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How to be a coach instead of a boss

Performance & Productivity


October 7, 2019

August 26, 2020

The workplace has changed immensely over the last years. Hierarchies are breaking down and instead of making money, employees strive to make a difference. Staff members expect to be treated as more than just a number. They want their jobs to contribute to their personal growth. With purpose becoming the new wealth, a new workforce is emerging. Assessing them by the same old criteria simply won’t do anymore. With years of experience in helping scale-ups grow, VIE People HR partner Deborah Middleton and HR consultant Jade Bennemeer share their vision on what works and what doesn’t in performance management.

“Performance management has a bad reputation because essentially it is about reviewing and criticizing peoples’ work efforts.”, says Jade. The traditional yearly assessment is an administrative hassle for managers and for employees it is the nerve-wracking moment of truth they have been waiting for the entire year. Deborah: “This way of assessing is outdated. The changes that are taking place in the way we work require a different approach to managing performance.”

A shift in roles

Jade and Deborah have been around the block helping companies to scale successfully and their message rings loud and clear. In order to create a truly awesome business that people enjoy working for, the traditional roles need to be shaken up. VIE People vouches to empower employees to take control of their own development within their role. Jade: “It is the managers’ task to give directions but ultimately the responsibility should lie with the employee.”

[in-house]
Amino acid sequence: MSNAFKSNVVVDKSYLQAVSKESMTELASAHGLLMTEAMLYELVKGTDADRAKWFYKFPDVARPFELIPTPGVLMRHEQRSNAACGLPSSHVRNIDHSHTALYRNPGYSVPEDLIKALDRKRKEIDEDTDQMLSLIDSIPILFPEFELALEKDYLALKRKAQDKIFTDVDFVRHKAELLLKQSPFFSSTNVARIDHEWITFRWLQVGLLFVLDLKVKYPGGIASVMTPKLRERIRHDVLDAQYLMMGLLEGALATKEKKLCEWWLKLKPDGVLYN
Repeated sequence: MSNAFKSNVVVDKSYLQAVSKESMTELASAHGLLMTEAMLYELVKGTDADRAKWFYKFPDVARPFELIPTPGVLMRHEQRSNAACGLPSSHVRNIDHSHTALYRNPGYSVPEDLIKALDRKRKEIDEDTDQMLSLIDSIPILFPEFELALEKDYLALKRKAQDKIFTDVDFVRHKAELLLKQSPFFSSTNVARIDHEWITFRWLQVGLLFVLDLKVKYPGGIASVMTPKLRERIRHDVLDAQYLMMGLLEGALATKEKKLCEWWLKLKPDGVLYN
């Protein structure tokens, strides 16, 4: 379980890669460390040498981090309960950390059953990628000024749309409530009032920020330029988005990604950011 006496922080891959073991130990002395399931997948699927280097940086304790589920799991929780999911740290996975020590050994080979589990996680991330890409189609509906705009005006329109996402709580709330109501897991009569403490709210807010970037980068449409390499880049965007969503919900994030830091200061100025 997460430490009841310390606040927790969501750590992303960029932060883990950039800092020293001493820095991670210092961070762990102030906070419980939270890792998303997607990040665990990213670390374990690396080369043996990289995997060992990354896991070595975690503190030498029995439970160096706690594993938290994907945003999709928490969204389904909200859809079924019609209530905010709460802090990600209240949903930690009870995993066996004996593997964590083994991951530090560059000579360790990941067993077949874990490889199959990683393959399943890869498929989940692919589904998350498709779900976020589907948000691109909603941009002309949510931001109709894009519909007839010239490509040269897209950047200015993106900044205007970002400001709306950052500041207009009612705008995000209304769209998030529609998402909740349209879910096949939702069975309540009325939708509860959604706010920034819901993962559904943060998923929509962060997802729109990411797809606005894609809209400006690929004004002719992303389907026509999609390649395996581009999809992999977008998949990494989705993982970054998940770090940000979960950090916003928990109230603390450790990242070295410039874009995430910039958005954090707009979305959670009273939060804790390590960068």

Compare it, if you will, to a game of American football in which the manager is the coach and the employee a player. “If a player is not playing well, a coach would not keep him in the field the entire game and then complain afterwards about how bad he played”, explains Jade. Instead the coach would yell instructions from the sideline, have the player switch position or temporarily call a time-out. During the game, there’s constant instructive communication between the players too. 

Ideally this team dynamic should be recreated in the workspace. Jade: “When an employee is not doing a good job, it is a bad idea to wait until the end of the year assessment interview to tell him.” Managers should flag slacking staff members, intervene immediately and gently coach them to achieve better results along the way – not just at the end of the year. “Continuous dialogue between manager and employee and between staff members is a number one priority both when things are going well as well as when they aren’t”, Deborah adds. Managing performance this way accelerates personal growth and with that company growth. 

Two-way street

“Performance management is a two-way street”, explains Deborah. CEO’s have the responsibility to clearly communicate where they want to take the company and how they want to achieve that. It is then up to the managers to translate that mission into team goals and targets. Deborah: “Employees, in turn, should be encouraged to reflect on how they can optimally contribute to these targets and how they can link the business goals to what makes them tick on a personal level and where they can add value.”

Celebrate achievements

A huge mental shift for CEO’s is de-linking a raise in salary from performance. Deborah: “Monetary incentives aren’t as effective as we all thought they were.” Instead, VIE People suggests following market standards and requirements to come to a reasonable salary and benchmarking regularly. Coming up with creative ways of rewarding your staff has a lasting effect. Deborah illustrates her point with an example and subtle hint: “Let’s say if my boss knows I love shopping, but just don’t have enough time, a creative and thoughtful reward would be to give me a budget and a personal shopper for a day.” Here’s the takeaway: don’t rule by punishment but choose a personal way of stimulating and celebrating success. 

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